May 7, 2009

Garage Rock City: The Small Faces for breakfast

I really should be writing this late night, 1 a.m., drinking diet Pepsi from a coffee cup, but instead it's early morning -- 9 a.m. -- and I'm eating my toast with butter in bed, computer and internet open: my morning paper. Flashes of blue light and faint yellow streak out from the blinds and cut possibilities across my wall. I'm sure I'll end up doing nothing today. These are the kinds of mornings where I wish I smoked and this was all a French New Wave film.

The Small Faces are like early Milos Forman. Rough edges, the blues influence giving everything a faint whiff of disappointment, the reality of empty sexual escapades, dorks trying to act cool in the midst of crowded mod dance hops. Of course, the Small Faces have a little grittier, streets-of-London knife fight sound, the kind that rumbles with Teddy Boys on a rainy English night and the losers in a Forman film would probably wet themselves if they ever had a run-in like that. Is it just me or did Led Zeppelin (or more precisely, Robert Plant) totally rip off Steve Marriott? I mean, what else is the vocal on "You Need Loving" but a stripped-down version of Plant's "Whole Lotta Love" sonic wail? And lo and behold, it is!

I can't find anything better to listen to this morning than "What'cha Gonna Do About It." The first Small Faces album is a bouncing, fuzz-headed, coffee and cigs, organ jump-up rock masterpiece. Is it too much to say masterpiece? I'm feeling pepped-up this morning, so I'm gonna say, "No." I can't help feeling pepped, the organ sound right now is too groovy for me to be feeling anything less than positively head-bopping. The Small Faces are one of those British Invasion mod bands, like The Who or The Yardbirds, and like all good rock bands in the mid-60s they eventually went all hippie dippie in the late 60s, turning psychedelic slop man, but shit if they don't rock the streets with this their first full-length album, a self-titled dance party disc released in May of 1966.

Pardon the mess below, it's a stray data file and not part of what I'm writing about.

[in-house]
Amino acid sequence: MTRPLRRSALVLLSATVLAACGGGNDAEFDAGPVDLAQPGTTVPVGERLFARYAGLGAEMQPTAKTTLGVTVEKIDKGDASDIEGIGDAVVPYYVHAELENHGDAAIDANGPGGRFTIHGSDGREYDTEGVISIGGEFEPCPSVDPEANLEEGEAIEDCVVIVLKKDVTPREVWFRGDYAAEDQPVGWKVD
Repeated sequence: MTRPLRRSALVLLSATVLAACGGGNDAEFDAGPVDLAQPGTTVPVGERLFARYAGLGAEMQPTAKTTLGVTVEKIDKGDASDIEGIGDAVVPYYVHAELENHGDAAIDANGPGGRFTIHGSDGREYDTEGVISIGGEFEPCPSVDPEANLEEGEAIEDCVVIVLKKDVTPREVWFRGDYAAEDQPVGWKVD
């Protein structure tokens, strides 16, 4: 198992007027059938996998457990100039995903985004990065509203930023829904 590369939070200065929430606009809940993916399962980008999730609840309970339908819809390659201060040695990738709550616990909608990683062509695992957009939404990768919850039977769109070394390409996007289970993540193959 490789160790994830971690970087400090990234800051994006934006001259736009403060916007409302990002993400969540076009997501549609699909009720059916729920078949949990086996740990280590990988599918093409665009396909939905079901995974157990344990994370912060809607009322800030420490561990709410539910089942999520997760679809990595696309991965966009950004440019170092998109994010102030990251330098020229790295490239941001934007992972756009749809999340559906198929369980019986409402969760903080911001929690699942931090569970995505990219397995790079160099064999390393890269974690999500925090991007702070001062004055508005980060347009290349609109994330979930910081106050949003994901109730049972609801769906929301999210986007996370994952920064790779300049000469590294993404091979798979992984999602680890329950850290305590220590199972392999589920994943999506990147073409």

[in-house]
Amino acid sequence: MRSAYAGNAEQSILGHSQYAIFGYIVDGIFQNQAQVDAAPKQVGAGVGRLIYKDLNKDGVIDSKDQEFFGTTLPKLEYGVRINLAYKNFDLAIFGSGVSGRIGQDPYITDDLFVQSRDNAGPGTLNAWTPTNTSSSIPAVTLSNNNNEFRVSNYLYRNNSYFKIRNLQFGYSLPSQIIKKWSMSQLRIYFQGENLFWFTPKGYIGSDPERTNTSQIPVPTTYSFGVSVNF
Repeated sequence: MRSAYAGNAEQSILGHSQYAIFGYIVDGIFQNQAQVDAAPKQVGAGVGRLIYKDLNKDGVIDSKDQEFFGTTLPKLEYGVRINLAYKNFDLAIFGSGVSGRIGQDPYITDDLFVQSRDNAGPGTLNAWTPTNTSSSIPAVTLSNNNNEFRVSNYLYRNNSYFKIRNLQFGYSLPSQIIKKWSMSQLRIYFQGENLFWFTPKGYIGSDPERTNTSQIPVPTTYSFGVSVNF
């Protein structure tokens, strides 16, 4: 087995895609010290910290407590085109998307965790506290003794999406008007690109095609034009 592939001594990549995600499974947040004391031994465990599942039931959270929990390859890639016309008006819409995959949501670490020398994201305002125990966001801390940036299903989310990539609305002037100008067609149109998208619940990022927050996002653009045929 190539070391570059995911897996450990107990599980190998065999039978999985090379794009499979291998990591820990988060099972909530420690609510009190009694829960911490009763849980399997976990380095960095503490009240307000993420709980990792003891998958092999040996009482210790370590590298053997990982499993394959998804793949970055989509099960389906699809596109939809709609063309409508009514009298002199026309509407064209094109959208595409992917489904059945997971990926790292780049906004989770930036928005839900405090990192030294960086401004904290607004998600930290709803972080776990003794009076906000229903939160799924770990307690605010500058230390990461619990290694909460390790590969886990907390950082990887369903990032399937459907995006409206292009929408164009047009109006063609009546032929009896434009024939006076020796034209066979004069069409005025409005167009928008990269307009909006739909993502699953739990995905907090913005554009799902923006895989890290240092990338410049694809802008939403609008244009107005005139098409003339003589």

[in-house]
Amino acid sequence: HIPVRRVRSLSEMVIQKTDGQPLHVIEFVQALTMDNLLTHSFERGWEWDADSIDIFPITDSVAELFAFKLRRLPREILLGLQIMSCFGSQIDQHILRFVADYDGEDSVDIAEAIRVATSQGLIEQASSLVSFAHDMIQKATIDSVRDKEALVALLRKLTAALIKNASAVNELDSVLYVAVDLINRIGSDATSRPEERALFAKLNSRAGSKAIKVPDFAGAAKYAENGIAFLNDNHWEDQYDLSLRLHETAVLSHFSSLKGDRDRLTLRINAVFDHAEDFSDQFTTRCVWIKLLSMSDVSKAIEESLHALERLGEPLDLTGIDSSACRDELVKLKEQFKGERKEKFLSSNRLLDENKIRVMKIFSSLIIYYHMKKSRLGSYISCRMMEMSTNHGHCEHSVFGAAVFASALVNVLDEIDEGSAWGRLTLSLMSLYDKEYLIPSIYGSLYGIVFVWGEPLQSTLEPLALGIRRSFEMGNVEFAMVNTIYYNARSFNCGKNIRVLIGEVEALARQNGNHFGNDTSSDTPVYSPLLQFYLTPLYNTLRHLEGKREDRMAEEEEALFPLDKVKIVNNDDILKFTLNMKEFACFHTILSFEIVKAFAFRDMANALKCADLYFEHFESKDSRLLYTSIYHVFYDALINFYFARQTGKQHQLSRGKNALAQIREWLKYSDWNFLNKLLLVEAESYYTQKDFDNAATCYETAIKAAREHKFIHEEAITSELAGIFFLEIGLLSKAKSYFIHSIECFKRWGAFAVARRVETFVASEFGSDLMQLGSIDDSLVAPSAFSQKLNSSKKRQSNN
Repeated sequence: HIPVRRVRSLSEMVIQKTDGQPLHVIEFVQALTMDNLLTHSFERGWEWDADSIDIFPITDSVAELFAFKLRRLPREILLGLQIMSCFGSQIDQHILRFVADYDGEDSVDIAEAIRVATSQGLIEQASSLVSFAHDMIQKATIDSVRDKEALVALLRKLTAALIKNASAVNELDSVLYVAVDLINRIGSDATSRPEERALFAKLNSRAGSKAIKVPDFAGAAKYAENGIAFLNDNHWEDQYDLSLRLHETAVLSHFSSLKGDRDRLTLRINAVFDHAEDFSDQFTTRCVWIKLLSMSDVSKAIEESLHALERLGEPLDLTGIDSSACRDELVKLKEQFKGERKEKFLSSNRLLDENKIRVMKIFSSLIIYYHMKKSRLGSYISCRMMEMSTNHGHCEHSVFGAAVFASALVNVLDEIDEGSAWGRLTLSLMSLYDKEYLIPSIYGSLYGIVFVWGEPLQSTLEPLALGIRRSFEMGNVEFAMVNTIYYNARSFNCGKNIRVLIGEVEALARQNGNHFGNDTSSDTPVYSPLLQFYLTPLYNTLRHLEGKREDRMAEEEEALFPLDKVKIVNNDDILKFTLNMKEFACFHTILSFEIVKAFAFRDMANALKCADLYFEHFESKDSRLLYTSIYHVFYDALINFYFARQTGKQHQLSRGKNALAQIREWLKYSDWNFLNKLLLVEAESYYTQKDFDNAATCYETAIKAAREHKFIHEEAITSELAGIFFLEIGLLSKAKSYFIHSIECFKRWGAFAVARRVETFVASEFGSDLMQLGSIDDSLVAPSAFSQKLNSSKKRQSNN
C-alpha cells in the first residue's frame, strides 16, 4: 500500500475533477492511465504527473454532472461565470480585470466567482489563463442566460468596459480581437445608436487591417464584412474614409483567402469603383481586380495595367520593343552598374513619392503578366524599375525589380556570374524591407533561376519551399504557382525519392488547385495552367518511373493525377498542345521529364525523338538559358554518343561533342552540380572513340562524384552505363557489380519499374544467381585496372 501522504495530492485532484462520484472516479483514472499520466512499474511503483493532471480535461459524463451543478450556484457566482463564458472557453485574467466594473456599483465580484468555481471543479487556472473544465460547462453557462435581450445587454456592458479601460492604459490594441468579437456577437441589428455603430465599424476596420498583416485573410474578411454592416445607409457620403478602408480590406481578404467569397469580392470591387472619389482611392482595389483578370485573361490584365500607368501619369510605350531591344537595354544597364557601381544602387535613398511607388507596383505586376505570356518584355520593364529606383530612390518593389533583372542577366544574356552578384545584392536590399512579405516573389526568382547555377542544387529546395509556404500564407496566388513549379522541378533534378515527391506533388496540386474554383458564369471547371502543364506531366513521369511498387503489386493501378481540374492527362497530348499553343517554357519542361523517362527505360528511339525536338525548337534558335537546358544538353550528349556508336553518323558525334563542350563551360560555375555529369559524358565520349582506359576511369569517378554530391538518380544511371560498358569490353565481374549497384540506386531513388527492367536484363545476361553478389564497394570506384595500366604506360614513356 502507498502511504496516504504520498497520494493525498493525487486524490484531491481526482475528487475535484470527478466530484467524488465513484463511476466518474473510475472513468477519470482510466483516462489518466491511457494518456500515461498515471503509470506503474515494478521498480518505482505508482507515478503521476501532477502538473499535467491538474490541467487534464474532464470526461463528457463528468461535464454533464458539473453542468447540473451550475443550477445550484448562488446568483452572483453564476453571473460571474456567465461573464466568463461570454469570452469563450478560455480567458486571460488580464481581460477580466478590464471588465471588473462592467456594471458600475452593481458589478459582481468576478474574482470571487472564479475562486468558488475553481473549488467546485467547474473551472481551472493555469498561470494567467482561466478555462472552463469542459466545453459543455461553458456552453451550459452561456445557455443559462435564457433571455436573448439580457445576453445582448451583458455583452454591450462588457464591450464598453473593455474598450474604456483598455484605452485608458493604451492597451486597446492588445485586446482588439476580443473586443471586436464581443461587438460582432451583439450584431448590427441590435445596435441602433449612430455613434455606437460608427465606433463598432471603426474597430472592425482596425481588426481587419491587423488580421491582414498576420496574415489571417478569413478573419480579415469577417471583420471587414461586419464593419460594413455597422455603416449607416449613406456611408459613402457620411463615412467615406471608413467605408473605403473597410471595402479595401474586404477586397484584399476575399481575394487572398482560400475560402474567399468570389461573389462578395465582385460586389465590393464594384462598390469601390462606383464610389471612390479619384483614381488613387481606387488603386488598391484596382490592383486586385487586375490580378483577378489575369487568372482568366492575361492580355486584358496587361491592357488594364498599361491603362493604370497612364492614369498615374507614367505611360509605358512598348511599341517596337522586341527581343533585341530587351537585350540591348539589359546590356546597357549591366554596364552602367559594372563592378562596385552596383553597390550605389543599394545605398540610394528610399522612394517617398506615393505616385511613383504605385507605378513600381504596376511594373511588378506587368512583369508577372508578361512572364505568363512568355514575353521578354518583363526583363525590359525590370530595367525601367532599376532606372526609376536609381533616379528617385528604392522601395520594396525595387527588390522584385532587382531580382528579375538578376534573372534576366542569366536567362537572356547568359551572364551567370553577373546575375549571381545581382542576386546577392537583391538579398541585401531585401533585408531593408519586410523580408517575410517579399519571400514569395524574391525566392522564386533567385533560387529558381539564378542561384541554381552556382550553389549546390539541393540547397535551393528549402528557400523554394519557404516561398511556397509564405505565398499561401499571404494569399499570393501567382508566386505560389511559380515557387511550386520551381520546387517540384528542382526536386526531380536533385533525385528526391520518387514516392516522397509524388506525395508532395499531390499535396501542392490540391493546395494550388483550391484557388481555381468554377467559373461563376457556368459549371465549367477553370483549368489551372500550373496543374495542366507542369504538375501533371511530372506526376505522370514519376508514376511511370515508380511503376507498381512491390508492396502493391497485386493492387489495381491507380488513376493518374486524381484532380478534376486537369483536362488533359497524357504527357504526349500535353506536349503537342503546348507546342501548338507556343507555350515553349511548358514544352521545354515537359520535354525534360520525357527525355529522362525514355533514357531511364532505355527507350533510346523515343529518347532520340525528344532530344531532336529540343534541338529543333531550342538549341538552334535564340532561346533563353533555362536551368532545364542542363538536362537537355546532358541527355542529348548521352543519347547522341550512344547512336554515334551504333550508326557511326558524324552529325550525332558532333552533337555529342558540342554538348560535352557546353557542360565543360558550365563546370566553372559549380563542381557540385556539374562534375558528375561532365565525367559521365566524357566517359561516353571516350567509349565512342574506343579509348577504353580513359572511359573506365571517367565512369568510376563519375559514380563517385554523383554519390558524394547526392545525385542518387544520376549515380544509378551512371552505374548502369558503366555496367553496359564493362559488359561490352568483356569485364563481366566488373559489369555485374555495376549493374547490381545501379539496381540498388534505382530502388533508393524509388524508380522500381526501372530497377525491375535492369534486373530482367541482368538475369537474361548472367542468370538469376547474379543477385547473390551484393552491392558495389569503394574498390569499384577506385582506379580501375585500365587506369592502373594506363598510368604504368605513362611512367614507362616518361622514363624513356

This is early garage rock, so it's still got the sweetness of the mid-60s sticking to it all smiley innocence. It's rhythm and blues, but the teenager kind, energetic and a little awkward, the perfect music for dancing after school at the local basement club. The Small Faces are actually grungier than the Who, the guitar's more razor-tinged, feedback's just a little too far over the distorted side, the organ is sorta outta control in it's straight-up blues attitude, the singing is breathier, more desperate and throat-stretched. The drums aren't Keith Moon crazy-genius, but they come awfully close (Kenney Jones would eventually join the Who on drums after Keith Moon's death, so there you go).

These guys are underrated, as if you didn't know. I just found out about them two weeks ago and I still can't get enough. Laying in bed for two hours typing up this junk for you all, watching the sun turn to a strong, driving spring rain, getting kinda bummed 'cause my prediction of doing nothing today is coming true before your very eyes, I still don't care 'cause I've got the Small Faces to cover my mind.

Just dig that crazy organ sound! It's "Own Up Time," kiddies!

What'cha gonna do about it? Plug your head phones into your ears and sing "Sha La La La Lee"!

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